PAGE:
What is your idea of heaven?
When I was a kid I had a strictly child-friendly Catholic idea of it, with white clouds and angels playing harps and the ability to have a one-on-one with the Big Guy whenever you wanted. Eventually I realized that this would be a fairly boring heaven, and changed my idea to something a little more rewarding: a place where I can have ice cream for dinner and the faucets flow with Guinness. Then in my 20s I read a book called Sum: Forty Tales from the Afterlives. This opened my eyes to the possibility of options. I don’t think the afterlife is a place, necessarily. I think we have choices. Want to go back for a second shot? Reincarnation. Want to retire from the game entirely? Christian-style heaven. Want to watch the world without participating? Ghost!
My husband grew up with a weird sense of heaven. He went to a very strict church as a child, and he was told that in heaven you will live in the light of God and praise him for eternity. Which to him sounded more like hell and led to him getting the heebie-jeebies about anything spiritual. He is most definitely agnostic and has an intrinsic belief system but still says he’s an atheist because he has been so scarred by religion. And so, he has spent a great deal of his life believing that when we die, we just die.
Now, perhaps I am the dreamer of the relationship, but I definitely think there’s more to it than that. I don’t think I have the answer by any means, but I feel, as stated, that there are options. Eventually, Mark developed his own idea of heaven, one that has no palace in the sky, and leaves ones body in the ground, but is still so heartbreakingly beautiful. He believes that we live on in the stories that we tell and create a heaven for other people.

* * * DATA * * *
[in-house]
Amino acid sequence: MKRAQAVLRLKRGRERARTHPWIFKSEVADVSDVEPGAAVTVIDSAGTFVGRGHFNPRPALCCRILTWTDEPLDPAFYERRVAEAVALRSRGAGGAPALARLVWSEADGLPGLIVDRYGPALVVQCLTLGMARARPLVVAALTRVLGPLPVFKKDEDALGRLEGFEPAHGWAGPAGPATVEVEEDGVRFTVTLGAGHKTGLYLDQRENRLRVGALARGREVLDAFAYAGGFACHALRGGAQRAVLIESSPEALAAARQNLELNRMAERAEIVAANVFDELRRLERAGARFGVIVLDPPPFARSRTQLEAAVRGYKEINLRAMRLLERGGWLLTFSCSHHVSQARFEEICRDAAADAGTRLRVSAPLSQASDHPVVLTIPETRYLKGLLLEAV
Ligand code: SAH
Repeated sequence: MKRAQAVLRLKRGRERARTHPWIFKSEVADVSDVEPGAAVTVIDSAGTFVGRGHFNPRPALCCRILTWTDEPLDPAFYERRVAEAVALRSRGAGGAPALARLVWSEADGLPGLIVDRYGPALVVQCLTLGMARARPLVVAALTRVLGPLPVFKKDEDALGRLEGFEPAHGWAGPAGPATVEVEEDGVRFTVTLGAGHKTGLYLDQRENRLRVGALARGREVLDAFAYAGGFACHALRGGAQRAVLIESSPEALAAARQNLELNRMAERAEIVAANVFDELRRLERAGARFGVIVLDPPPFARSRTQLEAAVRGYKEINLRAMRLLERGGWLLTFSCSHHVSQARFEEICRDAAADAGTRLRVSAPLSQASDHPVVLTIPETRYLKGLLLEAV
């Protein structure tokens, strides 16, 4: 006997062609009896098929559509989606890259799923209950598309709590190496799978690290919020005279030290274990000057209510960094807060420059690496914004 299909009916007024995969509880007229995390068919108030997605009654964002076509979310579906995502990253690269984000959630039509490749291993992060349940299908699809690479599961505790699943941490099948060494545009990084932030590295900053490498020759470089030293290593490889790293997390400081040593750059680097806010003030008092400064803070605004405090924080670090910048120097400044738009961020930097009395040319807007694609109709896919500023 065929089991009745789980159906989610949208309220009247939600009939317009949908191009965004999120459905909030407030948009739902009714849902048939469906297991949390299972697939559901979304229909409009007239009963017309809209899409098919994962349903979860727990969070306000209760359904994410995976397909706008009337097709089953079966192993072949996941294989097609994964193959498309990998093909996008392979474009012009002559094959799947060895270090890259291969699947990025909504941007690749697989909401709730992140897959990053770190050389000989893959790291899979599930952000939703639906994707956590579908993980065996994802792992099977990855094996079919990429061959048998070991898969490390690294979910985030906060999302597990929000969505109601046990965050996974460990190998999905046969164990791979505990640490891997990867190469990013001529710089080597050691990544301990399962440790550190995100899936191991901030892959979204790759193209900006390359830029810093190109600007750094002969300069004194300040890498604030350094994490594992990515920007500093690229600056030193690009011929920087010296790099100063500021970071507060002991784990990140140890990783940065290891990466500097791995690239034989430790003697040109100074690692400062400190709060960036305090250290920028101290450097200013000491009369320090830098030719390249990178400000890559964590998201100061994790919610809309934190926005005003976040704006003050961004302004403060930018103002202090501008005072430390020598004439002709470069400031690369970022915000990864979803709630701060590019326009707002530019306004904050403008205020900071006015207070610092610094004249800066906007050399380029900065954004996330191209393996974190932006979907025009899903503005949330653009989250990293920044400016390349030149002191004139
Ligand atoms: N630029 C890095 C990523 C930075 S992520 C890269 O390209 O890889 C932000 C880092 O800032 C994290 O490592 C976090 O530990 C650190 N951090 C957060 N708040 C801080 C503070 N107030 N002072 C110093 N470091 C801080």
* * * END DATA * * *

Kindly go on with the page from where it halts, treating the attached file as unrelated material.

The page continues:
Here’s an example.
We are having a hard week. Mark’s step-father is on life support, and they will be taking him off oxygen tomorrow. This is hard for me as well, because he is dying from the same thing that killed my Aunt Ka over 10 years ago. Mark is taking this harder than he had expected. He always put Tommy in his mind as a sort of bad guy….he was the one who made him do the dishes and who took away his video games and the like. This is the stuff Mark remembered before, but now he’s an adult who sees how the lights are kept on and the rent gets paid, and realizes: this guy did not have to stay. There were four kids in that house and only one was his. He did not need to devote his time and energy to them, but he did. This realization has hit my husband hard.
We were talking about the kiddos, and how they don’t know Tommy, and I said to him that he doesn’t need to worry because his heaven already lives in them. Ask any one of the kiddos what they know about Tommy and they will tell you this “Dad once punched a kid in the face for calling Tommy the N-word.” Because he did. It’s one of his best stories. He was expelled from school but his mother took him for ice cream after. It may be a small and silly bit of information, but it’s something that shows how fiercely Mark once felt about this man, enough to stand up to class bullies for him. Mark seemed somewhat comforted by this, because for him, heaven is in your history.
For my own beliefs, I feel like Tommy will be watching his family as they celebrate his life and mourn their loss. Then I think he will go and make his choice, because we all have options in the end.